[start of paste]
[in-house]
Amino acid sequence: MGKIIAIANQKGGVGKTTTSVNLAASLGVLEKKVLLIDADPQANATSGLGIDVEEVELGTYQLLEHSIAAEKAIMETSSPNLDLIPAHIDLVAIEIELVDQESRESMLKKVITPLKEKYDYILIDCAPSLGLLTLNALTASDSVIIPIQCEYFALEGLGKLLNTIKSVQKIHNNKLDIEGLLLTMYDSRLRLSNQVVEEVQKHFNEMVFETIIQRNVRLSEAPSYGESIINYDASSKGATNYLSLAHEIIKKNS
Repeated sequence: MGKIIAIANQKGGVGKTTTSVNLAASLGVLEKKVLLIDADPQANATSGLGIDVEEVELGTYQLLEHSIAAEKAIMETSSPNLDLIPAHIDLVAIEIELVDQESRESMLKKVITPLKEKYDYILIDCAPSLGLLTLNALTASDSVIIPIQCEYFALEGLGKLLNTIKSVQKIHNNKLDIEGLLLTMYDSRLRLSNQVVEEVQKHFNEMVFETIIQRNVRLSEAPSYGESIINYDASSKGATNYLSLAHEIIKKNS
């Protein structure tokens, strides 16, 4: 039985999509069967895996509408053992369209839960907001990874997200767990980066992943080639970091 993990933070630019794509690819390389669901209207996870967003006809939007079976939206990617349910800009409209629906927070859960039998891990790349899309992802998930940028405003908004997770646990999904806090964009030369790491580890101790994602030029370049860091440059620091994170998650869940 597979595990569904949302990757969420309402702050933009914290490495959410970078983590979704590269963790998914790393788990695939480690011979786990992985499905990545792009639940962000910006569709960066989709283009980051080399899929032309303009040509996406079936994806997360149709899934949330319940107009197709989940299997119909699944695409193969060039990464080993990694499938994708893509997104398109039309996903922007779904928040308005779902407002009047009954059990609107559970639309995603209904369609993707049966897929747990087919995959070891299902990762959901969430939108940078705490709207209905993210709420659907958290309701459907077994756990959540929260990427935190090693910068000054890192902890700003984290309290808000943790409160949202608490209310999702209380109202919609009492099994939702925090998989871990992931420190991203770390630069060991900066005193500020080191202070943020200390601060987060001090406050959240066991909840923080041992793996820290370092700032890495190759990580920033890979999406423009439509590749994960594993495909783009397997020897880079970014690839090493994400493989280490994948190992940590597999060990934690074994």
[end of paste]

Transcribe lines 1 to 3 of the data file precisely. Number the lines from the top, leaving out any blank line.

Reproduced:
[in-house]
Amino acid sequence: MGKIIAIANQKGGVGKTTTSVNLAASLGVLEKKVLLIDADPQANATSGLGIDVEEVELGTYQLLEHSIAAEKAIMETSSPNLDLIPAHIDLVAIEIELVDQESRESMLKKVITPLKEKYDYILIDCAPSLGLLTLNALTASDSVIIPIQCEYFALEGLGKLLNTIKSVQKIHNNKLDIEGLLLTMYDSRLRLSNQVVEEVQKHFNEMVFETIIQRNVRLSEAPSYGESIINYDASSKGATNYLSLAHEIIKKNS
Repeated sequence: MGKIIAIANQKGGVGKTTTSVNLAASLGVLEKKVLLIDADPQANATSGLGIDVEEVELGTYQLLEHSIAAEKAIMETSSPNLDLIPAHIDLVAIEIELVDQESRESMLKKVITPLKEKYDYILIDCAPSLGLLTLNALTASDSVIIPIQCEYFALEGLGKLLNTIKSVQKIHNNKLDIEGLLLTMYDSRLRLSNQVVEEVQKHFNEMVFETIIQRNVRLSEAPSYGESIINYDASSKGATNYLSLAHEIIKKNS